Found in cPanel, XAMPP, and similar environments, PHPMyAdmin is powerful interface, providing a visual MySQL working experience. I use PHPMyAdmin quite often in my day job, developing a LAMP stack application, and want to share some common, everyday uses. PHPMyAdmin beginners – like me – who continuously learn through online resources such as: blog posts, videos, and how-to tutorials will benefit the most from this post. Keep reading to see how you can utilize PHPMyAdmin to carryout
CREATE TABLE commands…
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The initial display for
CREATE TABLE in PHPMyAdmin looks like this:
In this section, I choose the name of the table and how many columns it will have. In this example, I specify 6 columns for the ‘walking_stats’ table. You can add in additional columns, or take them away as you progress from here if desired.
However, I’ll move forward with the process by clicking the Go button, which proceeds to the next display.
In this display, all of the columns are defined. There are 12 Headers that comprise this structured interface, each representing a different aspect of the column definition. The Header labels are:
- Null (check box)
- A.I. (check box for
- Move columns
You can see, that all columns at the very least, are defined with:
- A name
- A Data type
- A data type size/length – if applicable – (E.g.,
Notice I make the ‘day_walked’ column the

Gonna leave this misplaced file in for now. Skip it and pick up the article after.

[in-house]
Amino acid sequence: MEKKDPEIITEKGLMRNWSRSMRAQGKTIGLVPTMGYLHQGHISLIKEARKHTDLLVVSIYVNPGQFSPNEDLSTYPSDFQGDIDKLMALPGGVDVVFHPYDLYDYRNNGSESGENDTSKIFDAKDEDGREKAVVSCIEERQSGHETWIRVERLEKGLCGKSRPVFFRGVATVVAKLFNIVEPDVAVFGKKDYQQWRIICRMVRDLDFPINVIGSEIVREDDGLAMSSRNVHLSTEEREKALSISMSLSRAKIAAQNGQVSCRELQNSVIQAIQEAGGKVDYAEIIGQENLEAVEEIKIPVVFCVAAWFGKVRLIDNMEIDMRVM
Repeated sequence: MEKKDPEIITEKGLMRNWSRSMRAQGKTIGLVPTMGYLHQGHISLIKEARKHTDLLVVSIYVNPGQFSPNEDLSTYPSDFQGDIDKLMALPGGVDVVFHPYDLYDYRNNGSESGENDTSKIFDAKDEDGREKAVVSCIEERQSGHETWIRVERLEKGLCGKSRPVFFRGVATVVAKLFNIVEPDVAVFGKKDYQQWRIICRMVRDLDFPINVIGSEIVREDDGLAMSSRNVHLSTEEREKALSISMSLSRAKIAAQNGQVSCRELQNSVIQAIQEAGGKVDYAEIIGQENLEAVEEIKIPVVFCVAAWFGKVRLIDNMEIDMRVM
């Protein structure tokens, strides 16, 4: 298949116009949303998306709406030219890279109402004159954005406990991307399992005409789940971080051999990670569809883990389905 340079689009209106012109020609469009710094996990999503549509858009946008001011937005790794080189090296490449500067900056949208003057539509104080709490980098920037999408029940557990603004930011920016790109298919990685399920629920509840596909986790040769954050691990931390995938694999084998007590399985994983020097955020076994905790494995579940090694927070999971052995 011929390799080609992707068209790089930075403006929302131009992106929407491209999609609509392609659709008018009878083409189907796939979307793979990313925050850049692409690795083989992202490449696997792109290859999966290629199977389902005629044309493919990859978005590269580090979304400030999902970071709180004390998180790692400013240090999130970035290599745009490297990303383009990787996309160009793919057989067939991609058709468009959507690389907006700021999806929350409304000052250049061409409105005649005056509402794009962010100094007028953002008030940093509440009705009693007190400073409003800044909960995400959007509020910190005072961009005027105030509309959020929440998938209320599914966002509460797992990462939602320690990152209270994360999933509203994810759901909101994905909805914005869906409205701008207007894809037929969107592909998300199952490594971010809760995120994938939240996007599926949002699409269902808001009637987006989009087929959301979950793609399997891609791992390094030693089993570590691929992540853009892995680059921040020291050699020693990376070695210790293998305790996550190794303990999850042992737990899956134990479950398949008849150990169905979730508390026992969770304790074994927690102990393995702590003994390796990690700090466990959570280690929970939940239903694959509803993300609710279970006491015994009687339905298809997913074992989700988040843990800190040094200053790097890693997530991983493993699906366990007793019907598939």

PRIAMARY KEY for the ‘walking_stats’ table via the PRIMARY drop down under the INDEX heading. I have also included a
COMMENT under the COMMENT heading for the ‘mph’ column, providing additional information about the data that particular column stores.
Just below this section are 5 additional choices:
- Table comments:
- Storage Engine
- Partition by:
I’ll keep Storage Engine: the default, InnoDB, and click the Save button, completing the
CREATE TABLE process.
And creating a table in PHPMyAdmin. Pretty simple right?
In a future post, I’ll cover populating a table with data from a CSV file. Thanks for reading!
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Josh Otwell has a passion to study and grow as a SQL Developer and blogger. Other favorite activities find him with his nose buried in a good book, article, or the Linux command line. Among those, he shares a love of tabletop RPG games, reading fantasy novels, and spending time with his wife and two daughters.
Disclaimer: The examples presented in this post are hypothetical ideas of how to achieve similar types of results. They are not the utmost best solution(s). The majority, if not all, of the examples provided, is performed on a personal development/learning workstation-environment and should not be considered production quality or ready. Your particular goals and needs may vary. Use those practices that best benefit your needs and goals. Opinions are my own.